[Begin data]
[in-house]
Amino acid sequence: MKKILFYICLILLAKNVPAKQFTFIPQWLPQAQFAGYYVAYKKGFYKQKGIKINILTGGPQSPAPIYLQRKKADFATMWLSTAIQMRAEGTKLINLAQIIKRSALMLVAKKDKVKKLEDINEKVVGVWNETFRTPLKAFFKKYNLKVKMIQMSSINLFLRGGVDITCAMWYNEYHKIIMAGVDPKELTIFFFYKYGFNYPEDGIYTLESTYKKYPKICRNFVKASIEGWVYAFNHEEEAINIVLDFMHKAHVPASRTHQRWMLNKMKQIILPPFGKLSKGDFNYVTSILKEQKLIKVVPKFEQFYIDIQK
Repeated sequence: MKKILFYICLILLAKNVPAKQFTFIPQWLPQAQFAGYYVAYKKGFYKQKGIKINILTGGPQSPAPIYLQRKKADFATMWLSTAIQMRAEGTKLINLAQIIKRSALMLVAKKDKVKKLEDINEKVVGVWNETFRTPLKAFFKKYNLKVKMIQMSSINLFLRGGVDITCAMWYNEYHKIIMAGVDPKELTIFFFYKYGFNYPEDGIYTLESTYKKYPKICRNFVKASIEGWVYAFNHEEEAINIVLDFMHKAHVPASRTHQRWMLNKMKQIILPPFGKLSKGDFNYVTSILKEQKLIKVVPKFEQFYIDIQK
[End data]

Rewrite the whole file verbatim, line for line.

[in-house]
Amino acid sequence: MKKILFYICLILLAKNVPAKQFTFIPQWLPQAQFAGYYVAYKKGFYKQKGIKINILTGGPQSPAPIYLQRKKADFATMWLSTAIQMRAEGTKLINLAQIIKRSALMLVAKKDKVKKLEDINEKVVGVWNETFRTPLKAFFKKYNLKVKMIQMSSINLFLRGGVDITCAMWYNEYHKIIMAGVDPKELTIFFFYKYGFNYPEDGIYTLESTYKKYPKICRNFVKASIEGWVYAFNHEEEAINIVLDFMHKAHVPASRTHQRWMLNKMKQIILPPFGKLSKGDFNYVTSILKEQKLIKVVPKFEQFYIDIQK
Repeated sequence: MKKILFYICLILLAKNVPAKQFTFIPQWLPQAQFAGYYVAYKKGFYKQKGIKINILTGGPQSPAPIYLQRKKADFATMWLSTAIQMRAEGTKLINLAQIIKRSALMLVAKKDKVKKLEDINEKVVGVWNETFRTPLKAFFKKYNLKVKMIQMSSINLFLRGGVDITCAMWYNEYHKIIMAGVDPKELTIFFFYKYGFNYPEDGIYTLESTYKKYPKICRNFVKASIEGWVYAFNHEEEAINIVLDFMHKAHVPASRTHQRWMLNKMKQIILPPFGKLSKGDFNYVTSILKEQKLIKVVPKFEQFYIDIQK